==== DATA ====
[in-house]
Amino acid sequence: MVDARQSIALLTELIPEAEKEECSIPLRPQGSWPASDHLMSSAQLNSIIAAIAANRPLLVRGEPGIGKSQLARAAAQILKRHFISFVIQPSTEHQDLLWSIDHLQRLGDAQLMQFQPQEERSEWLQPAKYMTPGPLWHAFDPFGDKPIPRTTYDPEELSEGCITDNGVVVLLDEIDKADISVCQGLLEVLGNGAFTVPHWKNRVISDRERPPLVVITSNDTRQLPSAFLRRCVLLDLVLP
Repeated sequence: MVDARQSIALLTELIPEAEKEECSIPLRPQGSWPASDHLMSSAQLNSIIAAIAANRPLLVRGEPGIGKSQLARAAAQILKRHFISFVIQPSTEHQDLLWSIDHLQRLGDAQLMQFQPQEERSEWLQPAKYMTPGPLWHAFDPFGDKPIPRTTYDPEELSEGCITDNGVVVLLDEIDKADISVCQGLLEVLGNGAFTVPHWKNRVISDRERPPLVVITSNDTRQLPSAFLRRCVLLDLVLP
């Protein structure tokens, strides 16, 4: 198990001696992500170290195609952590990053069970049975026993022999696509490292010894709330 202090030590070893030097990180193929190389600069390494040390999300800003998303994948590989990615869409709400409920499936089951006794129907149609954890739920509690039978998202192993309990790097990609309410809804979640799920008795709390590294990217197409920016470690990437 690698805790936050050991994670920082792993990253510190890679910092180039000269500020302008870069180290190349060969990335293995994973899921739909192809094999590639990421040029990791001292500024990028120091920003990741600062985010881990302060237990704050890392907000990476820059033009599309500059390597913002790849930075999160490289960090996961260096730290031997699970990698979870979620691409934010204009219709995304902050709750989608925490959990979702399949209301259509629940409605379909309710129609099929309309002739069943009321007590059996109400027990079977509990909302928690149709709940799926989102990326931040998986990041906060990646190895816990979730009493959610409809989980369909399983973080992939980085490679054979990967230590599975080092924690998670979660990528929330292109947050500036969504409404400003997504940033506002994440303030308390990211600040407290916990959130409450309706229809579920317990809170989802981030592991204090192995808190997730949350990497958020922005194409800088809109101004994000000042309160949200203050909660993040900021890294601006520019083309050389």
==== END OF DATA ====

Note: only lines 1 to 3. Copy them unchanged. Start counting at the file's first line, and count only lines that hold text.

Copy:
[in-house]
Amino acid sequence: MVDARQSIALLTELIPEAEKEECSIPLRPQGSWPASDHLMSSAQLNSIIAAIAANRPLLVRGEPGIGKSQLARAAAQILKRHFISFVIQPSTEHQDLLWSIDHLQRLGDAQLMQFQPQEERSEWLQPAKYMTPGPLWHAFDPFGDKPIPRTTYDPEELSEGCITDNGVVVLLDEIDKADISVCQGLLEVLGNGAFTVPHWKNRVISDRERPPLVVITSNDTRQLPSAFLRRCVLLDLVLP
Repeated sequence: MVDARQSIALLTELIPEAEKEECSIPLRPQGSWPASDHLMSSAQLNSIIAAIAANRPLLVRGEPGIGKSQLARAAAQILKRHFISFVIQPSTEHQDLLWSIDHLQRLGDAQLMQFQPQEERSEWLQPAKYMTPGPLWHAFDPFGDKPIPRTTYDPEELSEGCITDNGVVVLLDEIDKADISVCQGLLEVLGNGAFTVPHWKNRVISDRERPPLVVITSNDTRQLPSAFLRRCVLLDLVLP